Pretty much every game project ever that started from scratch, by the end of the project, they have made themselves a Game Engine that powers it. 
Even something like Super Meat Boy, thats a custom engine programmed by Tommy.  

There's really no two ways about it, to make a game, your gonna want an "engine" whether you choose on Off-The-Shelf style, or craft one from the ground up. 

Even PONG kind of runs off of an engine haha

 

 

 

Could I make a game without premade game engine or engine in general and just code everything? or would making a game from scratch actually mean, making the engine to go along with it? 

 

Pretty much exactly what I just answered above

 

My idea of game engine is just a tool of common materials used in games to put into your game and not the basic life or core of the game, where, if you didnt have it, the game could not play or look 3D, Thats the job of the compiler correct?

 

 

The compiler is responsible for transforming your code into an executable for your OS to run. And thats it. The Rendering Engine component is responsible for sending instructions through a DX/OGL/Software instruction API, that sends the information to your display card (video card, whatever), and in turn you NVidia powerhouse then takes over to display what it was told onto your screen. Your GamePlay component is completely separate from everything, and its responsibility is to run through a single big loop that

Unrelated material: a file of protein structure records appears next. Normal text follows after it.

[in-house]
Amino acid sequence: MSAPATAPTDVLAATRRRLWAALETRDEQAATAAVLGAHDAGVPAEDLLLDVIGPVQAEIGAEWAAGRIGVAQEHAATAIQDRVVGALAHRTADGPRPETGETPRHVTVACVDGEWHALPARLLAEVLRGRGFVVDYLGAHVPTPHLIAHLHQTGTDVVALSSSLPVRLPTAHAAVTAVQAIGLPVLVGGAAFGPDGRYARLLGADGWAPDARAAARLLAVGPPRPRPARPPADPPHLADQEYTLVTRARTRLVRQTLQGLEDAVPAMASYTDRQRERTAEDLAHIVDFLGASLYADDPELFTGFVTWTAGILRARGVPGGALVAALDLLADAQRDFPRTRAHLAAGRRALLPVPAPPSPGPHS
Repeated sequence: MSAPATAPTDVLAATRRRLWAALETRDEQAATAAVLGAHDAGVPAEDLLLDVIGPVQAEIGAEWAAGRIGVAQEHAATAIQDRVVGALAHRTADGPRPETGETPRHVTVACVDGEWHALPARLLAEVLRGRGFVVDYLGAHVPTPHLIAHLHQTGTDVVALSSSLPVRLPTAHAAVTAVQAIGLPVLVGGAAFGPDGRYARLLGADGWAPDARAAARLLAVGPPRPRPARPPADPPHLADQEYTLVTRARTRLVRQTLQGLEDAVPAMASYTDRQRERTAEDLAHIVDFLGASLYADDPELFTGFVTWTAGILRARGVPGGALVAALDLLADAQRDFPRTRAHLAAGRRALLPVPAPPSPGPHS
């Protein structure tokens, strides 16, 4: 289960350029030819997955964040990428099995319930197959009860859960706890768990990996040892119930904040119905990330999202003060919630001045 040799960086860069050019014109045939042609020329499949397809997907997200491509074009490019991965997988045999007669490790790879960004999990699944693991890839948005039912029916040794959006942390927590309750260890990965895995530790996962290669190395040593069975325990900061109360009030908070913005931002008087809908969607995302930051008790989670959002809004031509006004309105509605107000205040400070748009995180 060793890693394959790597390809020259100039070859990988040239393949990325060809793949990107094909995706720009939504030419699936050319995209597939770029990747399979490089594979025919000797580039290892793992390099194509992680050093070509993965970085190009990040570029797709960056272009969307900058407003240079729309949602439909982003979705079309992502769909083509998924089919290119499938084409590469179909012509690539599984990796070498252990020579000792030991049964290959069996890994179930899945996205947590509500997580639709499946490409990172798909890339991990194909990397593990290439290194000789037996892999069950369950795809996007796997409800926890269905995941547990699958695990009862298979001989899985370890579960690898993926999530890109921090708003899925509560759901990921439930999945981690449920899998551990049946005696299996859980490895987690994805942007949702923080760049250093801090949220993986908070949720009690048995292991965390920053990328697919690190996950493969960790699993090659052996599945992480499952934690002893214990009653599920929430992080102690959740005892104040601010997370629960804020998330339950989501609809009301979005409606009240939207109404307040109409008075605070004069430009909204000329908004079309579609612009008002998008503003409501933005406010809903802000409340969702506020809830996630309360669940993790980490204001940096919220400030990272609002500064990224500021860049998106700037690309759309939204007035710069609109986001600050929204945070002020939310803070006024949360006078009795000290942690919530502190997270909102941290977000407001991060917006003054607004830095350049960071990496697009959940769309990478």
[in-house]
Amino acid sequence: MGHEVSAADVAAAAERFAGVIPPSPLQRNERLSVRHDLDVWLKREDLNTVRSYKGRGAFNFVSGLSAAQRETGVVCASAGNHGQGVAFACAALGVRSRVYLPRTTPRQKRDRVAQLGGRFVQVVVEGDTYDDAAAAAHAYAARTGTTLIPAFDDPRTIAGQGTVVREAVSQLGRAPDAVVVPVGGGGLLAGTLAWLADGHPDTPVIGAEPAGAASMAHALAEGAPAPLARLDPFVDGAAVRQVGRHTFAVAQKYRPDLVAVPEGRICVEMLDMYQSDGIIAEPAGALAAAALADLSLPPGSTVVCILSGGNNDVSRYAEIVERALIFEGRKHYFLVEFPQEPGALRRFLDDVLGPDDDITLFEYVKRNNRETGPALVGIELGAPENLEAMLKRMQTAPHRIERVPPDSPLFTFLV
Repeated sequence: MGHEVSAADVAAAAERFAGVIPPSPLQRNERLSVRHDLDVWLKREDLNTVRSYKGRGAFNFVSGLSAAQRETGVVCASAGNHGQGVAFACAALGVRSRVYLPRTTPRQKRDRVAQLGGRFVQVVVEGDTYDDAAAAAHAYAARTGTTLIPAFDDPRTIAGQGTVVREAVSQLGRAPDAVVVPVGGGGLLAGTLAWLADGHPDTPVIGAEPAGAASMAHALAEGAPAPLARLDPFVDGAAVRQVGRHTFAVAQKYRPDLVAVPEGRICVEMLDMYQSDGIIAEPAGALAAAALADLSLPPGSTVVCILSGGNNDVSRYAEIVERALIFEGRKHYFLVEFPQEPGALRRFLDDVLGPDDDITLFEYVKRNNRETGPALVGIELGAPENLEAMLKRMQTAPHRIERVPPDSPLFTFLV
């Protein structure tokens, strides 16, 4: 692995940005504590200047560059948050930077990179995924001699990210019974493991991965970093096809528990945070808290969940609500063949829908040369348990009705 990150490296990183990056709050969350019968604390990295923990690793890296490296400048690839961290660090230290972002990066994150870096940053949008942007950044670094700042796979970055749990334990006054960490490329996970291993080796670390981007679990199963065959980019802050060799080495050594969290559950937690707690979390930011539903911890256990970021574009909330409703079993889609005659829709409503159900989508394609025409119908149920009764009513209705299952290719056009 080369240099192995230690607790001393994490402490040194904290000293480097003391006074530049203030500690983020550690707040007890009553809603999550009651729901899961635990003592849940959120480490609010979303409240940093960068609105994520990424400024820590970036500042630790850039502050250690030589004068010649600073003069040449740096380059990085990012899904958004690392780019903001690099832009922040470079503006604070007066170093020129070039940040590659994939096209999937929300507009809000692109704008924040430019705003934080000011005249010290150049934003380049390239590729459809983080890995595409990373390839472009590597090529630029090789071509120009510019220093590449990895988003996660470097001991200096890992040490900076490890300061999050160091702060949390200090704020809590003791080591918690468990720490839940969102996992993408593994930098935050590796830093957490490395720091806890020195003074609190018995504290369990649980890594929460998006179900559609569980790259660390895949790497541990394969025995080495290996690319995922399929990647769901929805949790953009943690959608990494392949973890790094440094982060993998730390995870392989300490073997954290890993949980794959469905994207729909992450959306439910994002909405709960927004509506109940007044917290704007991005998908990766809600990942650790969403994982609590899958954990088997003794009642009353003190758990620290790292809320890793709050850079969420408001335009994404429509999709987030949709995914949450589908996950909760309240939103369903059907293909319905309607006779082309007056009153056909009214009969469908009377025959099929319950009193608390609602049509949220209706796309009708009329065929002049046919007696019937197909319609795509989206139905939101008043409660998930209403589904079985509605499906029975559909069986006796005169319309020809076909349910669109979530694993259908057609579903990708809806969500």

1. Checks out the previous state
  2. listens for input from user
  3. makes updates based on logic and input
  4. modifies the frame contents
  5. sends the frame contents to your rendering engine

You can craft your gameplay to be whatever you want it to be. The difference in presentation between an RTS and a First Person Shooter is a matter of where the main camera is positioned and pointed. 

Again, a Game Engine is a collection of tools and Components. Your Gameplay Component is going to send information to ALL of those components for them to do their job (play sound, find next footstep position, change scene, whatever you want)

 

Could I use a pre made game engine and still get the results I want?? or should I make everything from scratch? (given that I need to make an engine in order to have my game work)

 

Being as this is your very first rodeo, it probably wouldn't be wise to just go "craft a game engine". At the point of creating this thread you werent even totally sure what a Game Engine was, how do you expect yourself to build one? Go grab a few and dissect them. There are a lot of free game engines to grab, and a lot of them are open source now for you to poke around in. Break them apart, work with them a bit, see how they tick. Find what you like, and figure out how you would implement that into your own engine (and possibly improve upon it). 




#5123963 Making a game: reducing workload ?